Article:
This was my guest column yesterday in the Nevada Appeal:
“You’ll leave Cuba with more questions than you had when you arrived.” This was the first thing our Cuban guide Felix said to our tour group after meeting us at Holguin Airport on March 15. He was right. A big reason for that was provided a week later in Havana by our second guide, Viviana. When we asked our first question, she furrowed her brow, paused for a moment, then responded, “It’s complicated,” for the first of many times.
I was in Cuba for a two-week guided tour that traveled by bus and ship, visiting seven communities. Until 2014, it was illegal for most Americans to travel there, unlike citizens of any other country who’ve always gone there freely. For now, U. S. citizens need to have a specific purpose for their visit, and most do a People-to-People trip designed to introduce us to Cubans in as many situations as can be crammed into each day.
We visited a cigar factory; rode in old American convertibles; heard music (and sometimes danced) almost everywhere; saw gorgeous modern art in the national museum, community projects, and galleries in every city; ate delicious meals in privately owned restaurants; watched a world-class dance performance; played dominos; and visited a neighborhood medical clinic. We visited the sanctuary of their national saint—religious practice is no longer outlawed and Pope Francis played a role in the current thaw in U.S.-Cuban relations.
We learned about the national literacy campaign of the early days of the revolution when people who could read, like Viviana’s father, went out to the countryside to teach reading to all. Cuba has an almost 100% literacy rate, with free education through all levels and high teacher-to-student ratios. It’s ironic that there is little to read due to government censorship and no money for books. Salaries are low ($25.00/month on average), so many educated people choose or are ordered to work in tourism, where they earn tips. The Cuban people are innovative, and most find additional sources of revenue to supplement their government jobs.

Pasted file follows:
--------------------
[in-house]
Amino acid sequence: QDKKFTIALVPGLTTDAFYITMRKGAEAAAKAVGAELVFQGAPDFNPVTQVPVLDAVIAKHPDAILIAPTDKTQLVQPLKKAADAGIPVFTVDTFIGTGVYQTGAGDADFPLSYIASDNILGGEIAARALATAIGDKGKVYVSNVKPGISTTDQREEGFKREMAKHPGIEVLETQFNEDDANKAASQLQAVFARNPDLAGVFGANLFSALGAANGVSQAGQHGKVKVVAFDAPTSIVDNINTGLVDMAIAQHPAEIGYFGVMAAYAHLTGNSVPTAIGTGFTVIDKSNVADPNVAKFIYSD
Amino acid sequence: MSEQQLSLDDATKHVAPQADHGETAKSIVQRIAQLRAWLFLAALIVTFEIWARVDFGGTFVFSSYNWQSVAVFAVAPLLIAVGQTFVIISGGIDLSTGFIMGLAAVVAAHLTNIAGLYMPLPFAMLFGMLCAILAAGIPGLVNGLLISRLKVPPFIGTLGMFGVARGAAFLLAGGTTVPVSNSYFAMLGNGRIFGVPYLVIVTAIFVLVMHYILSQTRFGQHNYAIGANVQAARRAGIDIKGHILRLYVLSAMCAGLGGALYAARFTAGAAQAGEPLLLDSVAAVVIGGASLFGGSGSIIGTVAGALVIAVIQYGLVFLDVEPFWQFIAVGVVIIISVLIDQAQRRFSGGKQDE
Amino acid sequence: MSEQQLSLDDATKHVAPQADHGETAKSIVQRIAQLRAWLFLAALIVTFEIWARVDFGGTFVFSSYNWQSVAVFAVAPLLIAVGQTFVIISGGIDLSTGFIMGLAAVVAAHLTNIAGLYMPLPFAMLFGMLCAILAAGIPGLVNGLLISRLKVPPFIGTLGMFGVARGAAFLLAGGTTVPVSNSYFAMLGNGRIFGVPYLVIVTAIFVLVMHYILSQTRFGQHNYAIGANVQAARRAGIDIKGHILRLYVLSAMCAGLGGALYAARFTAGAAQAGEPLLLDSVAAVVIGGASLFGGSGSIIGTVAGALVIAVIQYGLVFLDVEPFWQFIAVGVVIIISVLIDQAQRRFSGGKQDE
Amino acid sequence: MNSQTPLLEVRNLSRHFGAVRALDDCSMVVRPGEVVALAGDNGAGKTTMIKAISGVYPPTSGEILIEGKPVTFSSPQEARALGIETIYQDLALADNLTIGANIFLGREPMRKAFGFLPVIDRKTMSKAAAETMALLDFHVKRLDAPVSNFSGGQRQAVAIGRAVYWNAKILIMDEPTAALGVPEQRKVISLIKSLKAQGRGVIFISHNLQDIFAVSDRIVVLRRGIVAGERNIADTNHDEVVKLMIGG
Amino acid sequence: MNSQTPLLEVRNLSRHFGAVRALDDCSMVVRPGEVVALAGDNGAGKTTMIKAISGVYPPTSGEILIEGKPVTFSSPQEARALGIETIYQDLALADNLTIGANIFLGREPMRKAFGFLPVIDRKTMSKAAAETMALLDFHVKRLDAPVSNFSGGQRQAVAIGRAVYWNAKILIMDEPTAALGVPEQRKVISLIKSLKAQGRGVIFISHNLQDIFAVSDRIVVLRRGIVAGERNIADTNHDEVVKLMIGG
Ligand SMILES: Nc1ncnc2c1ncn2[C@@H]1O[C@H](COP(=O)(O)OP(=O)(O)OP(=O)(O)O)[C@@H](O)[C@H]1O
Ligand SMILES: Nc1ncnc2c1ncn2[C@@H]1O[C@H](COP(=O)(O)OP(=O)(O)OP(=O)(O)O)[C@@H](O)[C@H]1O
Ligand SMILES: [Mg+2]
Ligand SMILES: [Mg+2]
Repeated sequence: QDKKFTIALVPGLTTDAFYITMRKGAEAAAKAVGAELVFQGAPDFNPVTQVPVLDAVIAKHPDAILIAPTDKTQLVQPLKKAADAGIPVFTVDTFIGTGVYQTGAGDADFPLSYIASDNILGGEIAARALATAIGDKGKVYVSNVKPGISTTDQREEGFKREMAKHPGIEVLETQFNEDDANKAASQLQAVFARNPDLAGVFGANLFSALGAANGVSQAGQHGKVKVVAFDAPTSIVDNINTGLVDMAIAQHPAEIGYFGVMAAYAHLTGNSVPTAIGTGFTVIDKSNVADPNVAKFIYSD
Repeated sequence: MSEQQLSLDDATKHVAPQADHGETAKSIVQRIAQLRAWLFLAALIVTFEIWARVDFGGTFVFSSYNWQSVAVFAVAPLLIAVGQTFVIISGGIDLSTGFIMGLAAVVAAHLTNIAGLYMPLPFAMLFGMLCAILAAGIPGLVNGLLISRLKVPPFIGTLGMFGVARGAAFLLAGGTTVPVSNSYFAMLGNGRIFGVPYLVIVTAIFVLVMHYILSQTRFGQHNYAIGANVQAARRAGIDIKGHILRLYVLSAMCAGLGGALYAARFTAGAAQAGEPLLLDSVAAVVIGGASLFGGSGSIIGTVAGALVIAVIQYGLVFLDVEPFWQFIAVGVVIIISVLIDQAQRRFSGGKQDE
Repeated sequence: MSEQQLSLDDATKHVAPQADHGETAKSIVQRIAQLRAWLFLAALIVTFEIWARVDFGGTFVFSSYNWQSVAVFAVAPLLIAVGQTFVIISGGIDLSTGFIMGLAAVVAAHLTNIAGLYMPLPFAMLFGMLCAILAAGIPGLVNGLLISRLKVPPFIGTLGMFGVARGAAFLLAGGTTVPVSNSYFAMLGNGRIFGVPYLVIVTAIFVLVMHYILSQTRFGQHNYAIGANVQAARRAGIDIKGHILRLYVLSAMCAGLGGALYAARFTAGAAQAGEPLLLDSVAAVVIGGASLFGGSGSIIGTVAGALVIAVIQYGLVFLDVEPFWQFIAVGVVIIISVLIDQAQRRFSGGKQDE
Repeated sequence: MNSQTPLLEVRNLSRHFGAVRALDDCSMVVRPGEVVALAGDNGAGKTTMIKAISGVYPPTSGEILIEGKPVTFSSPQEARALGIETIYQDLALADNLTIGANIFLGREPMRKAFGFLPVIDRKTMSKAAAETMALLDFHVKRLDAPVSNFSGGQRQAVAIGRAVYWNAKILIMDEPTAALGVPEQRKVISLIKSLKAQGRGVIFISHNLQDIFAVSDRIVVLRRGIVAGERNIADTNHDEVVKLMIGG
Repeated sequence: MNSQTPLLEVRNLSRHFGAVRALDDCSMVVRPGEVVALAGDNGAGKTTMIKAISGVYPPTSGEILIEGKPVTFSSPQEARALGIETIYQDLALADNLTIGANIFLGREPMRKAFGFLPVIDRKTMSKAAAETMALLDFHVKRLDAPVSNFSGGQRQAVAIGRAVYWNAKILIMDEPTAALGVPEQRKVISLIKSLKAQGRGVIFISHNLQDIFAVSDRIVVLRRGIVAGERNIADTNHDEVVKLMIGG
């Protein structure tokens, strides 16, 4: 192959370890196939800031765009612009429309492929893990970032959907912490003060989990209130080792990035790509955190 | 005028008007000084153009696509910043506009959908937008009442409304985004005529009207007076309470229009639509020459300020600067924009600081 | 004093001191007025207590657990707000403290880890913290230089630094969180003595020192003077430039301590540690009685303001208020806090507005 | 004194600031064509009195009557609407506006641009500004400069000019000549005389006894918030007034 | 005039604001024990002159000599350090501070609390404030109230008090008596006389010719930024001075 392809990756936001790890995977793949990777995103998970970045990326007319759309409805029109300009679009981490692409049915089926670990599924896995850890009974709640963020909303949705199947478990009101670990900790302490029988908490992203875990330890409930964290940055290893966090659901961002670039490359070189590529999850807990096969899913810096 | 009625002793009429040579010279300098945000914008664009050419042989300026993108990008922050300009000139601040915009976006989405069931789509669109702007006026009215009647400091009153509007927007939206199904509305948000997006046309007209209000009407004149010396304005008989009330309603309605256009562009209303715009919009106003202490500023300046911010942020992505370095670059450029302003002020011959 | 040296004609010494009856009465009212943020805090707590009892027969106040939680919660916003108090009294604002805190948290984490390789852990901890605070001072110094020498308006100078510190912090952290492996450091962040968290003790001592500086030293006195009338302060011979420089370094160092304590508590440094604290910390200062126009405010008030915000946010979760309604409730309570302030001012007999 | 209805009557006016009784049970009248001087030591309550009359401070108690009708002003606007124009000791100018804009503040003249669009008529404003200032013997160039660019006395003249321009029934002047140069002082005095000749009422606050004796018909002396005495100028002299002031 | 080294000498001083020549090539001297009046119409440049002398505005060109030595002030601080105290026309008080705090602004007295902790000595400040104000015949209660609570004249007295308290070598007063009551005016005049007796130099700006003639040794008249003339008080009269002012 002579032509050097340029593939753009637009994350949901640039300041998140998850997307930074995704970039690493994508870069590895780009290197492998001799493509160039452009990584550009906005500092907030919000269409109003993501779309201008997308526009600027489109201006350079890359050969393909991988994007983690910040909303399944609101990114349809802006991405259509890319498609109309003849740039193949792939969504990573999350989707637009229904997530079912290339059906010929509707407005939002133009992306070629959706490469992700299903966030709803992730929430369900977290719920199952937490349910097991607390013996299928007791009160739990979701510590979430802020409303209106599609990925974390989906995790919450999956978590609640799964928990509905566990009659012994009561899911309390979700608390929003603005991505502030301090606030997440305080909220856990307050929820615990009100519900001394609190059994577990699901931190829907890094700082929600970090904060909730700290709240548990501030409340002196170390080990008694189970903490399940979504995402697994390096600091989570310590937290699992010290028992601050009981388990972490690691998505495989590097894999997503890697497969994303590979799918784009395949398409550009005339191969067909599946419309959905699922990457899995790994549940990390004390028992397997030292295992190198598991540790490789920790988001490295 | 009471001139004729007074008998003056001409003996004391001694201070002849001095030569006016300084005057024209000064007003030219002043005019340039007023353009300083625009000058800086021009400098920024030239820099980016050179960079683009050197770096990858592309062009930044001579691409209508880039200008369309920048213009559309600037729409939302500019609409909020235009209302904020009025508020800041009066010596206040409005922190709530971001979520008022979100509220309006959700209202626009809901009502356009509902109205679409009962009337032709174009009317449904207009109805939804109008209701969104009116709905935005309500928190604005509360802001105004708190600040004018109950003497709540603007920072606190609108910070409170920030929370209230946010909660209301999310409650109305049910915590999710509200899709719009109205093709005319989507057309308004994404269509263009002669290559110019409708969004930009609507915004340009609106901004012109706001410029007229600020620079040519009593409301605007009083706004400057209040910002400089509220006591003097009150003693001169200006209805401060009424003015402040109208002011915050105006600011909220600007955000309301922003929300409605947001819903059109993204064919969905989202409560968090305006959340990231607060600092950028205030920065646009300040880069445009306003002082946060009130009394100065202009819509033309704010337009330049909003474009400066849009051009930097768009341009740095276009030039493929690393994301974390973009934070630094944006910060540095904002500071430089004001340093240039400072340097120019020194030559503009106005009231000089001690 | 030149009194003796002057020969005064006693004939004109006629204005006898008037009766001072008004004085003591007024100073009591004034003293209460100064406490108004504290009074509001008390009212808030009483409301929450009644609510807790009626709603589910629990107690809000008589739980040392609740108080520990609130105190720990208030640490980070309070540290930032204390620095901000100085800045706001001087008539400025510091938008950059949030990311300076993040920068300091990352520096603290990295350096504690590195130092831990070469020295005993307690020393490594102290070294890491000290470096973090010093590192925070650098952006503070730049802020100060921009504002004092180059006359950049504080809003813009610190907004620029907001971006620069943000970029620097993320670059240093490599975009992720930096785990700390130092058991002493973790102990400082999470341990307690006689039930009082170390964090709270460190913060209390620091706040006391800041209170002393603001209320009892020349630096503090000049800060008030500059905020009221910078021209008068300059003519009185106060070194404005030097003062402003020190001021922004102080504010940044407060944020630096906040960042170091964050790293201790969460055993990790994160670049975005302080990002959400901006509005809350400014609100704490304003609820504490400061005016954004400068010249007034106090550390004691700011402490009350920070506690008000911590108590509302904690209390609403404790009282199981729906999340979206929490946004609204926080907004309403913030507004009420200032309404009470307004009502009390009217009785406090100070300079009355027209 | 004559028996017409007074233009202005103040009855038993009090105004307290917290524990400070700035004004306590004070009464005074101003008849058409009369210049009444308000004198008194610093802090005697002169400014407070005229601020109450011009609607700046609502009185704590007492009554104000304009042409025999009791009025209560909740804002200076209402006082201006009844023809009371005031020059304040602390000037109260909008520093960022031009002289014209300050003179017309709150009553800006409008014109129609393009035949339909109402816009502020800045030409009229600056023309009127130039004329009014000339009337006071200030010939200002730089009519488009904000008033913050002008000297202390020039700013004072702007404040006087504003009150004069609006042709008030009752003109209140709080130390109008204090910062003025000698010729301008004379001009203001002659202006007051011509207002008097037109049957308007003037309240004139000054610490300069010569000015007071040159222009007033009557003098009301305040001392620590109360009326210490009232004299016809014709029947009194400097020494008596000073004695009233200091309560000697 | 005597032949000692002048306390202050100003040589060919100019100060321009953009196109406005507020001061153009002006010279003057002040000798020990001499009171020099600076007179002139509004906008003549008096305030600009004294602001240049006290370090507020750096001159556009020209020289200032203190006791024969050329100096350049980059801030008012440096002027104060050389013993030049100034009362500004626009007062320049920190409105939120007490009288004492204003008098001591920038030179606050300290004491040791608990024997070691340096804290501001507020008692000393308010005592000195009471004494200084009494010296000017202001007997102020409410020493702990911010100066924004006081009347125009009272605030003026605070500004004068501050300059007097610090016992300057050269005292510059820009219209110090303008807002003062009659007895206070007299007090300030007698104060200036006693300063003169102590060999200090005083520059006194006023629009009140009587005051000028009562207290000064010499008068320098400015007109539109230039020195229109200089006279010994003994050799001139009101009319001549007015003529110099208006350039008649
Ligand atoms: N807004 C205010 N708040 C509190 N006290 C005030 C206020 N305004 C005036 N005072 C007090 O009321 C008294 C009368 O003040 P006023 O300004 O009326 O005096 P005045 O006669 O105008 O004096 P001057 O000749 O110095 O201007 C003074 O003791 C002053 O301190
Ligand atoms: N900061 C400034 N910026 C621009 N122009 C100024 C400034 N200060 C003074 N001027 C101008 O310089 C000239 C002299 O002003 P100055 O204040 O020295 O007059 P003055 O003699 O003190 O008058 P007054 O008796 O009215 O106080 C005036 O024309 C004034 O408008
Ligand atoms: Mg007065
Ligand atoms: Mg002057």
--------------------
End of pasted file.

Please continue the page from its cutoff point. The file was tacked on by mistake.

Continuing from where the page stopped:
Health care is free and available in neighborhood clinics and local hospitals. Cuba has a much higher ratio of doctors and dentists to the population than the U.S., their infant mortality rate is lower, and they have excellent medical schools that train doctors from around the world. They are leaders of bio-medical research, but often cannot obtain needed medicines due to the U.S.-enforced embargo against trade, which restricts the flow of goods from any country conducting business in the American dollar. Every country in the United Nations except the U.S. and Israel favors lifting the embargo.
The overwhelming message I heard from the other 19 people in our group is how much they liked and admired the Cuban people. They show “the triumph of the human spirit” as they live creative, decent lives despite the kind of poverty seen in many developing countries, and a repressive government.
As for Barack and Mick: our president, the Tampa Bay Rays, and the Rolling Stones were in Havana when we were. While we never saw them except on Cuban television, we felt their presence and the excitement of the people celebrating Cuban-American friendship and the possible long-hoped-for lifting of the embargo.
There was one thing that wasn’t complicated, the message of the Cuban people: Please, we want to be friends. This March, they gained 20 new ones; no question about it.